Reflejos features Erika Morillo, and Adeline Lulo, previous winners of the En Foco Photography Fellowship. The exhibition explores and highlights the multifaceted nature of diasporic cultures. Focusing on the Dominican experience, told and nurtured by femmes. With each artist working in different ways to document, uplift, and celebrate their families, their communities, and their cultural legacies. Curated by Oscar J. Rivera, and hosted in collaboration with the Romanesque Revival Row House Gallery located in the historic Mott Haven district in the South Bronx.
Curator, Oscar J Rivera, on Reflejos.
Reflejos: Erika Morillo & Adeline Lulo
Curated by Oscar J Rivera
Romanesque Revival Row House Gallery
June 11- July 13, 2022*
Reflejos in Spanish translates to “Reflections,” in photography, reflections are purposeful, often messages from the artists engaging with the viewers directly by offering alternate perspectives and interpretations. In writing, reflections are an opportunity to analyze experiences, search deeper and respond to critical moments. The artists in Reflejos, Adeline Lulo and Erika Morillo, use the language of photography to reflect on their experiences as Dominican women, working visually to document, celebrate, and uplift their families, communities, and cultural legacies.
Adeline Lulo’s series Si Dios Quiere (If God is Willing), explores Lulo’s relationship to the Dominican Republic. Like many other New York Dominicans, Lulo’s childhood was split between the island and the boroughs. This dichotomy of her experiences drives the work and imbues the imagery with a sense of warmth and comfort. Lulo began documenting her family and community in 2013, after returning to the Dominican Republic after many years as an adult.
During this visit, Lulo noticed the critical lack of representation for Dominicans and felt compelled to document her community. Si Dios Quiere offers a crucial look into the experiences of Dominicans, many of which are living below the poverty line, with a lack of resources and limited infrastructure or governmental oversight. Yet, despite these concerns, the people persevere. The communities rely on themselves, and families find ways to survive. The images presented in Reflejos highlight the community’s resolve, they engage with the realities of living in the Caribbean, and force the viewers to contend with their knowledge of current social, economic, and political challenges faced by Dominicans. Si Dios Quiere is a hopeful response to these concerns, a prayer for better times.
Erika Morillo’s series Umbral explores her relationship with her son. Umbral translates to a gateway, a portal, or the first step towards something. As the viewer, we watch as Morillo’s son grows, and through the black and white imagery, we witness Morillo’s attempts to create a nurturing space for her child. Combating her notions and experiences as both a child and now a mother. Morillo uses umbral to navigate the fantasy of an idealized childhood for herself and her children, and honor her heritage and the diasporic experiences faced by being Dominican in the States. Accurately described by the title, the images in Umbral function as portals into the dynamic Morillo has built with her family. Many of the images include the suggestion of Morillo’s presence, a slice of legs in one, and a shadow in another These moments highlight the mothers guidance , and the balance of two energies revolving around each other.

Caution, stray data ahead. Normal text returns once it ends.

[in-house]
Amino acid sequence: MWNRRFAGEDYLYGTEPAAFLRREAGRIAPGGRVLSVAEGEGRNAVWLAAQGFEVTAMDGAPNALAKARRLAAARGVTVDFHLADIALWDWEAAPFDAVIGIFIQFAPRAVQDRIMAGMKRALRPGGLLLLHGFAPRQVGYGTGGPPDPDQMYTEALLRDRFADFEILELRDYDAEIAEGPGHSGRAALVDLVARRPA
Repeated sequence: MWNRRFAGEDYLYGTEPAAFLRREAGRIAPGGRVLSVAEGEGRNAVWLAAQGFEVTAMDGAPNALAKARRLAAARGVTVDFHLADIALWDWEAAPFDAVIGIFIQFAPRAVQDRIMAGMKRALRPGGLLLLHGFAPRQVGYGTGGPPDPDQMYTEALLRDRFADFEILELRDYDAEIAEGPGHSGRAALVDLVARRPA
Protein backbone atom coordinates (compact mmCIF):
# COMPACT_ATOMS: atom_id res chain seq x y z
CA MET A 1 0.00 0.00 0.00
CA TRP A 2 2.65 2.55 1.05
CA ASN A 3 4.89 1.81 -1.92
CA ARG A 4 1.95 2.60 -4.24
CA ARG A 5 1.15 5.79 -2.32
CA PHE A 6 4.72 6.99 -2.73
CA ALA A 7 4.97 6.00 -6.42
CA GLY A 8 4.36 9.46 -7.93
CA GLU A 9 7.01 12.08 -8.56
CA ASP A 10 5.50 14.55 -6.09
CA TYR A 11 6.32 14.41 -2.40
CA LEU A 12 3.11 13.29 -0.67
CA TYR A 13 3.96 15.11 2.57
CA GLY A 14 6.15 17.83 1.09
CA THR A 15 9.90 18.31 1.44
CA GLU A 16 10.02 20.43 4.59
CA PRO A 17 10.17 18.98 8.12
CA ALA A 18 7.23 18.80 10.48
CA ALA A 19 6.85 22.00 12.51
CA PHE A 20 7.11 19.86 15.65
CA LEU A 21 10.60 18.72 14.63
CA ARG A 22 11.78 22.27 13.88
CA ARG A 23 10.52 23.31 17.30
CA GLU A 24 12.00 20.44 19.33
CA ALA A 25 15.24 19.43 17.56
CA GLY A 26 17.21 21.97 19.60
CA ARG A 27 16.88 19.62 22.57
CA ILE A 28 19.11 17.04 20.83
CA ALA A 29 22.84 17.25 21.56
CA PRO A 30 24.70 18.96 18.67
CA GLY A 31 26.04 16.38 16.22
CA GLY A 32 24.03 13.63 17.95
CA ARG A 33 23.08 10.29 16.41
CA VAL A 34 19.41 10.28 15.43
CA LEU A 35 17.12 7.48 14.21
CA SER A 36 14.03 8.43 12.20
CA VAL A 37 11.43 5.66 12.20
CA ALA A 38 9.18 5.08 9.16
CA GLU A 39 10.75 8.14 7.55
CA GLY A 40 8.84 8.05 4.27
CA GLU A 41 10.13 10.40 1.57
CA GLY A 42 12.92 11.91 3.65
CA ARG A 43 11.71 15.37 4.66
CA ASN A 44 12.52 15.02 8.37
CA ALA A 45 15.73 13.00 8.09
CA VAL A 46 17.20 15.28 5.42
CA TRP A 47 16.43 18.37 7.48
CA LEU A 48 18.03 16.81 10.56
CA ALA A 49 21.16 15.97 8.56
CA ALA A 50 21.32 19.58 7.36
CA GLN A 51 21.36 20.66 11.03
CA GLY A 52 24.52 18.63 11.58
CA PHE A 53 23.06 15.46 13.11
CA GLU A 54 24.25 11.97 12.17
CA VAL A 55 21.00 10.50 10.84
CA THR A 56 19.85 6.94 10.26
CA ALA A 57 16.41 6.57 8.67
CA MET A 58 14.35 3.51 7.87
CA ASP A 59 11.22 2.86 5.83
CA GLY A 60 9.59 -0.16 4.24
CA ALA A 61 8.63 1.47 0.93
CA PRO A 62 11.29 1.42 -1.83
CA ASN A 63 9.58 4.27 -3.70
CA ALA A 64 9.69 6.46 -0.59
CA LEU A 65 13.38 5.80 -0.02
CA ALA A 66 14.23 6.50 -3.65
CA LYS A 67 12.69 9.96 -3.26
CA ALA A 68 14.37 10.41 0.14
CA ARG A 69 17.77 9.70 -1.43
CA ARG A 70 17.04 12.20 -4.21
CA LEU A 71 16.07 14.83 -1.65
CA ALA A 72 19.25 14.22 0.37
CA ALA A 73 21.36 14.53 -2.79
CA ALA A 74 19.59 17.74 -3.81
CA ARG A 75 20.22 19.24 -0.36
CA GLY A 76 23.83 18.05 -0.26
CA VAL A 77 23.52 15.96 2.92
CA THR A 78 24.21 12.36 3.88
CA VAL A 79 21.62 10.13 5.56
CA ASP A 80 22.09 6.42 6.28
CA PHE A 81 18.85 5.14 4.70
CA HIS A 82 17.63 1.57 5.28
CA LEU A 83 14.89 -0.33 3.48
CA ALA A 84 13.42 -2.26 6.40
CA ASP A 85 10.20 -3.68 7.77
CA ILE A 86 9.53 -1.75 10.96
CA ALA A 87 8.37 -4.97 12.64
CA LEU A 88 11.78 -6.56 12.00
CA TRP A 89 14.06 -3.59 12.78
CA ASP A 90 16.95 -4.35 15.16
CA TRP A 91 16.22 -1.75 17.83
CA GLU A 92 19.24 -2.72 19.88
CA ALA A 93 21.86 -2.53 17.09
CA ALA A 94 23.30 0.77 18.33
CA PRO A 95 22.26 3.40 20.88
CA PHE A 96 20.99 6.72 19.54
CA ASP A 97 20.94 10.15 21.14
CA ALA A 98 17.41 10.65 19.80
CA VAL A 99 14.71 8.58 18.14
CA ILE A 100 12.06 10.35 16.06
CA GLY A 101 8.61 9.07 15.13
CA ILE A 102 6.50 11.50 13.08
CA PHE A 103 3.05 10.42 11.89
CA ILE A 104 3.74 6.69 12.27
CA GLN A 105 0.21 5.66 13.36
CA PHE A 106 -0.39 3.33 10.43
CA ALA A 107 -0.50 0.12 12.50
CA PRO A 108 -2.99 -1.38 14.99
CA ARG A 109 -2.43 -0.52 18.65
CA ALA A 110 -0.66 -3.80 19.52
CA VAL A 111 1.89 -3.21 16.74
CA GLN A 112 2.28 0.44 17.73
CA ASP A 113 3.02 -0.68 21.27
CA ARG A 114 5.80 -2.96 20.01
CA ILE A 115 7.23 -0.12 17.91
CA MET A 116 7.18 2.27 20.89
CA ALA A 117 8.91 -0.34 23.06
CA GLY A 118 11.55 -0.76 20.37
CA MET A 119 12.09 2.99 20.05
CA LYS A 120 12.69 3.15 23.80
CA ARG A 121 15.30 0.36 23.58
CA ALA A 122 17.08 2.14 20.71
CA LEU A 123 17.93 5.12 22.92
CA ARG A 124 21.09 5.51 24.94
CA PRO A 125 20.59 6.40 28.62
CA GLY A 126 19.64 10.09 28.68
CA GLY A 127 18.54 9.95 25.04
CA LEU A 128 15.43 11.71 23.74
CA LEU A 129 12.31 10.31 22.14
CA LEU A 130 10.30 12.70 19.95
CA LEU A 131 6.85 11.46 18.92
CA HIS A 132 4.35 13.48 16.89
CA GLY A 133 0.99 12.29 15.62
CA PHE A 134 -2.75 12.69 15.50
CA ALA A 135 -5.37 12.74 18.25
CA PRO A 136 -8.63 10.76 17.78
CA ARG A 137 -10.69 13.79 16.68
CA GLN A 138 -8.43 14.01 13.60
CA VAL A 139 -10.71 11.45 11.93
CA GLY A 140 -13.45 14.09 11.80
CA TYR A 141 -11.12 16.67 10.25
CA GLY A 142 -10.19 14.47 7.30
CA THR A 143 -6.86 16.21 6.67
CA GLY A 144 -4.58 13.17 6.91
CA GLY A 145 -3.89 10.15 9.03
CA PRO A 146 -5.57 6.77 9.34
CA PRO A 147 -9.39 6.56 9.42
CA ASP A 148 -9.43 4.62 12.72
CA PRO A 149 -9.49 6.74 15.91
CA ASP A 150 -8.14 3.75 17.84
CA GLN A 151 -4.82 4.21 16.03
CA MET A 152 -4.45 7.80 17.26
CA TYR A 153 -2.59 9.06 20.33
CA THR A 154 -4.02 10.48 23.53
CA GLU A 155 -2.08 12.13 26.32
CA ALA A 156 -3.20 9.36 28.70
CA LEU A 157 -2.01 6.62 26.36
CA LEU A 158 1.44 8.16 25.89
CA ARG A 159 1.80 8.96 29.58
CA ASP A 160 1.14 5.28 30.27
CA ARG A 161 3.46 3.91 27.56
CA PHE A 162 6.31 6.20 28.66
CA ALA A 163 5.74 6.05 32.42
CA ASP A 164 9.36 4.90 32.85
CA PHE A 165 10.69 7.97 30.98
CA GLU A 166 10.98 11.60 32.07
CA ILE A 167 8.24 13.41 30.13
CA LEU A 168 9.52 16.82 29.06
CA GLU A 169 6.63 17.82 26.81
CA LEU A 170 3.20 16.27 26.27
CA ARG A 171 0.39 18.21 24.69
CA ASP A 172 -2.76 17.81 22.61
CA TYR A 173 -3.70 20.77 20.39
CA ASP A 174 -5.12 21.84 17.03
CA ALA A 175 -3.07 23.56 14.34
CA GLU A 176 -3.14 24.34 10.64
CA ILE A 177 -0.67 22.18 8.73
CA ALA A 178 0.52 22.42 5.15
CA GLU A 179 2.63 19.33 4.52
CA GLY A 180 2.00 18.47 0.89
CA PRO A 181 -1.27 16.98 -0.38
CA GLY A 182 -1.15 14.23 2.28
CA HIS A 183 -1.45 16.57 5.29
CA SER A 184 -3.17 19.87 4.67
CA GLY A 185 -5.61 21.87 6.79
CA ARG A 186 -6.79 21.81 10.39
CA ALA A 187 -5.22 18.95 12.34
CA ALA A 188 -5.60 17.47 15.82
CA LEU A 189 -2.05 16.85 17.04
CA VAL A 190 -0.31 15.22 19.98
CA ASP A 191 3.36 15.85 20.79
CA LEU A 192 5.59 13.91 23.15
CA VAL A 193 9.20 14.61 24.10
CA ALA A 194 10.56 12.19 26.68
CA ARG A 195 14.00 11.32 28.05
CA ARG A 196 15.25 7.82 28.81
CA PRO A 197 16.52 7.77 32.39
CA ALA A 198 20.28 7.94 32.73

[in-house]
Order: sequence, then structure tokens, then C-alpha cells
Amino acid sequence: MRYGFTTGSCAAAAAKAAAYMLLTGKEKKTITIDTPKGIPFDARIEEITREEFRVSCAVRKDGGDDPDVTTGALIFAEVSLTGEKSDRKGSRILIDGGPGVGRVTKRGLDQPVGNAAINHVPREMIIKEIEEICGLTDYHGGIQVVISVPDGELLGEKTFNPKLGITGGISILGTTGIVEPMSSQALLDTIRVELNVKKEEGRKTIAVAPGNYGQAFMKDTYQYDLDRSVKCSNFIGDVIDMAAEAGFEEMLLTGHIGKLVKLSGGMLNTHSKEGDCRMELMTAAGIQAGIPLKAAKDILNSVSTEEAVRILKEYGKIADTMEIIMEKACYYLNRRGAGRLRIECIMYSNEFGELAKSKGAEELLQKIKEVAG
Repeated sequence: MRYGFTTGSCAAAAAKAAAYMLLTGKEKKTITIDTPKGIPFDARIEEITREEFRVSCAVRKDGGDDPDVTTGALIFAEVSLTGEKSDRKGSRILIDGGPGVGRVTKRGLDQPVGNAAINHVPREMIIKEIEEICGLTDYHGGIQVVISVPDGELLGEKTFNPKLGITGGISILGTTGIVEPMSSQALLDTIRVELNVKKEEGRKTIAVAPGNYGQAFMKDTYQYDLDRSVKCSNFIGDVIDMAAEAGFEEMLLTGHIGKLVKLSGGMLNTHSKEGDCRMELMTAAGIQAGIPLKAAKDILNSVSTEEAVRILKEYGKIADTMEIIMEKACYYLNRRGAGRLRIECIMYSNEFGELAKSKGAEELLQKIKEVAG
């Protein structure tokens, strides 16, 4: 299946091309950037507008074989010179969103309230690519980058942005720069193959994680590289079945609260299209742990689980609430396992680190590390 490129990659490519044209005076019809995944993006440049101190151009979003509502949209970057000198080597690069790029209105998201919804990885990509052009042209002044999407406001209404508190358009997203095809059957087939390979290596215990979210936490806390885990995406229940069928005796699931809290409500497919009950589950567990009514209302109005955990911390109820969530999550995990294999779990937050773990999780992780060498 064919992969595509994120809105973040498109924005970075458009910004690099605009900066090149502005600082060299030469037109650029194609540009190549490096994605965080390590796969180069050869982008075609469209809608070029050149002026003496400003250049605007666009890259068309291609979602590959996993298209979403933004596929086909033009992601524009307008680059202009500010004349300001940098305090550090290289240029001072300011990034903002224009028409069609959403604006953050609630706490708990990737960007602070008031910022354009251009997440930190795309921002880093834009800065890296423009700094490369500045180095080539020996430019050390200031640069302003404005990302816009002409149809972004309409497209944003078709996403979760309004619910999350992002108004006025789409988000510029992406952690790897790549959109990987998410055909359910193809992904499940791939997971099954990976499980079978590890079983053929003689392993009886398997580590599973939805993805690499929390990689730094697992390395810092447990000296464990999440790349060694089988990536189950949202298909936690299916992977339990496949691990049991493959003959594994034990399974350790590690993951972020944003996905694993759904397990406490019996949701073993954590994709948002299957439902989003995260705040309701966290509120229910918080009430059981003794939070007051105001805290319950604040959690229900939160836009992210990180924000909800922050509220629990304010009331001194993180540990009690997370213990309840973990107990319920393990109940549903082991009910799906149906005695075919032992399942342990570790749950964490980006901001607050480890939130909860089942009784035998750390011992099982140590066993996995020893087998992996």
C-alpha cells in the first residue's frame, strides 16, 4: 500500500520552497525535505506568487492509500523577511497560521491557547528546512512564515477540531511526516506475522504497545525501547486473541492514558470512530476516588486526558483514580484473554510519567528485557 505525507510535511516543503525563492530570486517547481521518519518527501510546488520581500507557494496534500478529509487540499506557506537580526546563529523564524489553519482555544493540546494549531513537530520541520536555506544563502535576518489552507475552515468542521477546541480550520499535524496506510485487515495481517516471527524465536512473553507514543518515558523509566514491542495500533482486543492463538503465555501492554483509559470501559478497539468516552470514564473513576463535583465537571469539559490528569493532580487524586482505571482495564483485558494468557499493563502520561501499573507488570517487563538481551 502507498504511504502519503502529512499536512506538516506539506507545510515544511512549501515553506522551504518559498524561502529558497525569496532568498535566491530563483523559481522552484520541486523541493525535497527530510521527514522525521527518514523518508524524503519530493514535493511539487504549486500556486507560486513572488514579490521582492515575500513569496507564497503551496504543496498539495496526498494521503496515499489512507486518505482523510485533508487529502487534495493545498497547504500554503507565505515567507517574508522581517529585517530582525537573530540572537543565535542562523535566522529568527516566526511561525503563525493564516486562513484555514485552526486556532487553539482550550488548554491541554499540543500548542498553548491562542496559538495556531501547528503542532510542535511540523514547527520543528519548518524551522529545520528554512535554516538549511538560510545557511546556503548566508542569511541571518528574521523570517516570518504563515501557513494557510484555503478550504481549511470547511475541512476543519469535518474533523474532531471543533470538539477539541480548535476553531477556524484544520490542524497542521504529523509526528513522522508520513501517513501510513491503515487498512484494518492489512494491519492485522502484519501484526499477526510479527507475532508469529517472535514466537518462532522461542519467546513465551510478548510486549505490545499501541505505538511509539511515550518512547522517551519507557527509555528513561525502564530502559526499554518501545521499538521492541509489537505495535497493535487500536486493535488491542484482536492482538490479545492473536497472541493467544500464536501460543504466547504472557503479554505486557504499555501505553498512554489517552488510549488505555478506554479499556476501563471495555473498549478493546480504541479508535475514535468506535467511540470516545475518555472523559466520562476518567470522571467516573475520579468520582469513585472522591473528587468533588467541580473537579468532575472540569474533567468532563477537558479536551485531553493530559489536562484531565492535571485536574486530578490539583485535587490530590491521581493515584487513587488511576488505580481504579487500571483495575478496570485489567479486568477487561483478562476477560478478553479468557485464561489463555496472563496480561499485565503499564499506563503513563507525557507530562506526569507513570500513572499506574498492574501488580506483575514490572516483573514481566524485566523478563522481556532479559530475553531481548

The Virtual exhibition also features a selection of images from Morillo’s series Motherland, which like Umbral, explores the artist’s relationship to motherhood, by exploring Morillo’s relationship with her mother. These images use projections to illustrate the turbulent bond, they are an attempt to recontextualize the past and reinterpret Morillo’s experiences to create a narrative that reconciles the relationship between mother and daughter. Creating a new narrative that embraces what might have been, offers guidance to shape what’s to come, and honors Morrilo’s lineage, legacy. and heritage.
The work featured in Reflejos is visually contrasting. Morillo’s quiet, dreamy black and white images are juxtaposed against the bright pastels of Caribbean living documented in Lulo’s Si Dios Quiere, offering unique perspectives into a vast and ever-growing cultural landscape of the Dominican Republic and the experiences of those connected to the island. Si Dios Quiere highlights the experiences on the island, not defined by challenges, but instead celebrates the people, the families, and communities bonded by heritage, culture, and duty. Umbral reflects on the artist’s personal and diasporic connections to her heritage, using her lineage and motherhood to explore family dynamics, and ultimately, the placelessness and longing for home that many Dominicans living in the States experience.
Reflejos examines the vast and ever-growing cultural landscape of the Dominican Republic as diasporic Dominicans grapple with their relationships to their homeland, their families, and their communities on the island and beyond.
En Foco is supported in part with public funds from the New York City Department of Cultural Affairs, in partnership with the City Council, National Endowment for the Arts, New York State Council on the Arts with the support of Governor Kathy Hochul and the New York State Legislature, BronxCare Health System, The Joy of Giving Something, Inc., Rockefeller Brothers Fund Culpeper Arts and Culture, New York Community Trust Mosaic Network & Fund the Phillip and Edith Leonian Foundation, Ford Foundation, The Lily Auchincloss Foundation, Mertz Gilmore Foundation, Jerome Foundation, and Aguado-Pavlick Arts Fund.